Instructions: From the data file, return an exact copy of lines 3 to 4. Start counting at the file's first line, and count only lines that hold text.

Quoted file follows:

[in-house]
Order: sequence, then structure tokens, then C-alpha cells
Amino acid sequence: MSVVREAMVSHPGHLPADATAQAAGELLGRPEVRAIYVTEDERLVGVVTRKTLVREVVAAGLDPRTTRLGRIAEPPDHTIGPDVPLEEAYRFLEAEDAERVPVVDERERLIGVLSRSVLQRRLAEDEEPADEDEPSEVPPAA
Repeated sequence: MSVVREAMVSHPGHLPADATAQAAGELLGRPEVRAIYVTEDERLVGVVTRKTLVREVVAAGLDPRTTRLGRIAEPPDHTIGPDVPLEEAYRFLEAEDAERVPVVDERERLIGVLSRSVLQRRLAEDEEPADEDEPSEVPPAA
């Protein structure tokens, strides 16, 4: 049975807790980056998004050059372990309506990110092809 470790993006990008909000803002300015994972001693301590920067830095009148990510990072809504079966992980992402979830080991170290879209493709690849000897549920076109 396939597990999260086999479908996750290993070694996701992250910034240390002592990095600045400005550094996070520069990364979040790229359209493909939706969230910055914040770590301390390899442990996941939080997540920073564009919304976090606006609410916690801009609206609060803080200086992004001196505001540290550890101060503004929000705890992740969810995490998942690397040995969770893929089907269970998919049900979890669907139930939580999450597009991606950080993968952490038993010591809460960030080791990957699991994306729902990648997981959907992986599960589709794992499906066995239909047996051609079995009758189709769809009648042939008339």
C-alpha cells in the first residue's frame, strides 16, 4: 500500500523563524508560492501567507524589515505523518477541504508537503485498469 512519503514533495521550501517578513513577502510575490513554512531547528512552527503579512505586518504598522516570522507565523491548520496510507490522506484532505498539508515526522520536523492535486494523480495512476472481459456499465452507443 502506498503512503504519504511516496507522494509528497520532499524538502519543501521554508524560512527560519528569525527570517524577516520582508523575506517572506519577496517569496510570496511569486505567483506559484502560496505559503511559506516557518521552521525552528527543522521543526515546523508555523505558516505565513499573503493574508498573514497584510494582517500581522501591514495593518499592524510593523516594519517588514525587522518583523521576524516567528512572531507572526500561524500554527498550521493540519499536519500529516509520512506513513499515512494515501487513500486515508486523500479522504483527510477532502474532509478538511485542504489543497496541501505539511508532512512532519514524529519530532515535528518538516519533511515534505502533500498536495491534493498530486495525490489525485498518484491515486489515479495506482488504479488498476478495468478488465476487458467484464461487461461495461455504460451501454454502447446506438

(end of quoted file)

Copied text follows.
Amino acid sequence: MSVVREAMVSHPGHLPADATAQAAGELLGRPEVRAIYVTEDERLVGVVTRKTLVREVVAAGLDPRTTRLGRIAEPPDHTIGPDVPLEEAYRFLEAEDAERVPVVDERERLIGVLSRSVLQRRLAEDEEPADEDEPSEVPPAA
Repeated sequence: MSVVREAMVSHPGHLPADATAQAAGELLGRPEVRAIYVTEDERLVGVVTRKTLVREVVAAGLDPRTTRLGRIAEPPDHTIGPDVPLEEAYRFLEAEDAERVPVVDERERLIGVLSRSVLQRRLAEDEEPADEDEPSEVPPAA